The future has always fascinated cinema audiences. From the humble beginnings of the motion picture, fantastic depictions of life in the future have captivated moviegoers. Early sci-fi classics such as Le Voyage Dans La Lune (Voyage to the Moon) from 1902 and Metropolis from 1927 predicted, with a reasonable degree of accuracy, space travel, robots and skyscrapers.

Of course, the medium of film has been around long enough that many “future” movies are actually set in what is now our past. Let’s run through some films where the future is yesterday.

My first candidate is a bit of a cheat but the film, Nineteen Eighty-Four, which was also made in 1984, was based on George Orwell’s 1949 novel. The book’s bleak depiction of a totalitarian society controlled by Big Brother hasn’t come to pass but some would argue that the development of technologies such as closed circuit television have increased the ability of governments to monitor their people. I don’t mean to sound like a conspiracy theorist but I’ve seen it on TV’s 24 so it must be true.

John Carpenter’s Escape From New York (1981) was set in 1998 and depicts New York City as a maximum security prison. Anyone who has visited the USA lately will note that it is actually harder to get into the country than leave, but for those who don’t like theatre, hot pretzels or Seinfeld, I suppose it can be considered a lockup.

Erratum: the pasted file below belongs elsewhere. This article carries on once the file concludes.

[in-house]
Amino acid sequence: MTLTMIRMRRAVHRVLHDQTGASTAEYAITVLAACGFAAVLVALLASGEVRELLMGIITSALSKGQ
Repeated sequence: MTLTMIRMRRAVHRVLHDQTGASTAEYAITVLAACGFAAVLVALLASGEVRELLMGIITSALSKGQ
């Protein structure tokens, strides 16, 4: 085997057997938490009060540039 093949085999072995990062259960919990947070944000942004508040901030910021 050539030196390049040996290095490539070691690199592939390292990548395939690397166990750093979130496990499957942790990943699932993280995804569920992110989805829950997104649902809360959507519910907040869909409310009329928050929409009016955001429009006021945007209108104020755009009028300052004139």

1973’s Battle for the Planet of the Apes is set in 2001. This was the fifth and final of the sensational apes series and starred Roddy McDowell once again in a rubbery mask. I’m pretty sure that we haven’t yet been conquered by hairy creatures unless you count Movember.

Death Race 2000 is a Roger Corman cult classic from 1975. Starring Sylvester Stallone, it features a future where the American national pastime is watching the deadly Transcontinental Road Race. Criticised by critics for its gratuitous nudity and violence, the film accurately predicted the popularity of Wipeout and Japanese game shows.

The original X-men film from 2000 is actually set in this current year. Professor Charles Xavier leads his band of heroic mutants against Magneto’s evil crew in this Hollywood blockbuster. A quick look in the papers proves that mutants live amongst us today: Kevin Rudd with his inexplicable, unwavering popularity; Jennifer Hawkins with her freakish ability to convince people to buy Myer shares; and Britney with her special power to make sound without moving her lips.

2001: A Space Odyssey from 1968 was released simultaneously as a film directed by Stanley Kubrick and a novel by Arthur C. Clarke. Accurately depicting spacecraft moving through space silently, the movie also correctly predicted voice-print identification, flat screen monitors, chess playing computers and airline on-board entertainment units. Aspects of the film that did not eventuate by 2001 (or today) include suspended animation, space hotels, moon bases and artificial intelligence of computers, although I’m pretty sure HAL lives on in my troublesome iPhone. A similar vision of the “future” also appears in the 1984 sequel, 2010.

The film industry has been pretty hit or miss with its depiction of the future. However, some years to keep in mind, just in case they get it right, are 2012 (the tectonic plates will shift and life as we know it will end, unless you’re John Cusack) and 2015 (as depicted in Back To The Future II, we’ll all have flying cars and hover boards).